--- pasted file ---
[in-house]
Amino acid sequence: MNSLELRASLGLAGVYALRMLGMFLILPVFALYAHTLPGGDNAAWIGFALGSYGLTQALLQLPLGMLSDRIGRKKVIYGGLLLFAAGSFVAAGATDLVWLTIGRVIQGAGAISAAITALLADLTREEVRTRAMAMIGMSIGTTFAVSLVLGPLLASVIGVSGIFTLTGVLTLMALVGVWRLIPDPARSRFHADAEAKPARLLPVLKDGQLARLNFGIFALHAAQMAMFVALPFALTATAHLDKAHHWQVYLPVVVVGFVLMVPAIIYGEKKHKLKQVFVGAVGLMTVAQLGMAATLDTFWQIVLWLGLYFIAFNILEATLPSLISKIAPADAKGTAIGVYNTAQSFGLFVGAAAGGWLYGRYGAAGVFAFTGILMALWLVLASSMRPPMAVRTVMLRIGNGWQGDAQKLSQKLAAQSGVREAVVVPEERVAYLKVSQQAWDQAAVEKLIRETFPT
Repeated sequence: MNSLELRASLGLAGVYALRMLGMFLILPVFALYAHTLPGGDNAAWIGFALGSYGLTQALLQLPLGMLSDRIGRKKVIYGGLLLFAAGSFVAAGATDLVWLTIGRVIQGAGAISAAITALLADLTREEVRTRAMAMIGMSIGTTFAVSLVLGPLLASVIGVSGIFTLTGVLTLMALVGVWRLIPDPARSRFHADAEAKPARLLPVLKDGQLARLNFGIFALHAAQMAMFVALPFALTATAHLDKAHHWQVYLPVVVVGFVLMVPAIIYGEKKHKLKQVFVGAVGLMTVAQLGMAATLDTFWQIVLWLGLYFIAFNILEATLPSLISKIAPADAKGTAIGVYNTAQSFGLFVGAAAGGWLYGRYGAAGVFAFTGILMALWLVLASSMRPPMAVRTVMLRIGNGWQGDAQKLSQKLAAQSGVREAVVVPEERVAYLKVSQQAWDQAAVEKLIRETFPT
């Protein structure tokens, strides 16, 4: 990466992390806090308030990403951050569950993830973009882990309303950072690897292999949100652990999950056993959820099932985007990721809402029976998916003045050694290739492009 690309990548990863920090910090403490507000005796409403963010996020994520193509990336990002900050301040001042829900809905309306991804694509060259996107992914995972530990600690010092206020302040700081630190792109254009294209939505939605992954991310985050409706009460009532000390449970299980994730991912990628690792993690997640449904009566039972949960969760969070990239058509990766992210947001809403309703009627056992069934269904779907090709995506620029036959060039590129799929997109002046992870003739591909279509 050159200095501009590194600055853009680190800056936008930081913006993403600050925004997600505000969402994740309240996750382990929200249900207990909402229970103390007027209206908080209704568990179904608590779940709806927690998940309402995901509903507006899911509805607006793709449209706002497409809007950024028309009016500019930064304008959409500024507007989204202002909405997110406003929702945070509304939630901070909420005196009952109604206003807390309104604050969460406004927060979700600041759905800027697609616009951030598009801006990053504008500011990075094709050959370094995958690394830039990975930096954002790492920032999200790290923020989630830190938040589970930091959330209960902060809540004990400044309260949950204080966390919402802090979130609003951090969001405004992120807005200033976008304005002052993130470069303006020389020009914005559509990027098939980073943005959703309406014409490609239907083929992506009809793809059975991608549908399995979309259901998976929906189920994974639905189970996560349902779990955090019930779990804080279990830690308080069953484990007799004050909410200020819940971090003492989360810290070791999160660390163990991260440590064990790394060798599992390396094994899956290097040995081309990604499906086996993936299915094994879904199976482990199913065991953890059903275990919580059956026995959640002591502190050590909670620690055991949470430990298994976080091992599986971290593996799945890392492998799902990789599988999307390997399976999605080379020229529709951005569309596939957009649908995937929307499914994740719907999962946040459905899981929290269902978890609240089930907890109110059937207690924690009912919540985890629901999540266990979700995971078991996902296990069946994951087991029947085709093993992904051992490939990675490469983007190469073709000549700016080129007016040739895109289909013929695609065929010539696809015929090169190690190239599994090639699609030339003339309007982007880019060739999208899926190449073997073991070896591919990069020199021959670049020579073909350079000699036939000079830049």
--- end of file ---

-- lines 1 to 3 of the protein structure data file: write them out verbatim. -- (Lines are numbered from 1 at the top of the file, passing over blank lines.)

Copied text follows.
[in-house]
Amino acid sequence: MNSLELRASLGLAGVYALRMLGMFLILPVFALYAHTLPGGDNAAWIGFALGSYGLTQALLQLPLGMLSDRIGRKKVIYGGLLLFAAGSFVAAGATDLVWLTIGRVIQGAGAISAAITALLADLTREEVRTRAMAMIGMSIGTTFAVSLVLGPLLASVIGVSGIFTLTGVLTLMALVGVWRLIPDPARSRFHADAEAKPARLLPVLKDGQLARLNFGIFALHAAQMAMFVALPFALTATAHLDKAHHWQVYLPVVVVGFVLMVPAIIYGEKKHKLKQVFVGAVGLMTVAQLGMAATLDTFWQIVLWLGLYFIAFNILEATLPSLISKIAPADAKGTAIGVYNTAQSFGLFVGAAAGGWLYGRYGAAGVFAFTGILMALWLVLASSMRPPMAVRTVMLRIGNGWQGDAQKLSQKLAAQSGVREAVVVPEERVAYLKVSQQAWDQAAVEKLIRETFPT
Repeated sequence: MNSLELRASLGLAGVYALRMLGMFLILPVFALYAHTLPGGDNAAWIGFALGSYGLTQALLQLPLGMLSDRIGRKKVIYGGLLLFAAGSFVAAGATDLVWLTIGRVIQGAGAISAAITALLADLTREEVRTRAMAMIGMSIGTTFAVSLVLGPLLASVIGVSGIFTLTGVLTLMALVGVWRLIPDPARSRFHADAEAKPARLLPVLKDGQLARLNFGIFALHAAQMAMFVALPFALTATAHLDKAHHWQVYLPVVVVGFVLMVPAIIYGEKKHKLKQVFVGAVGLMTVAQLGMAATLDTFWQIVLWLGLYFIAFNILEATLPSLISKIAPADAKGTAIGVYNTAQSFGLFVGAAAGGWLYGRYGAAGVFAFTGILMALWLVLASSMRPPMAVRTVMLRIGNGWQGDAQKLSQKLAAQSGVREAVVVPEERVAYLKVSQQAWDQAAVEKLIRETFPT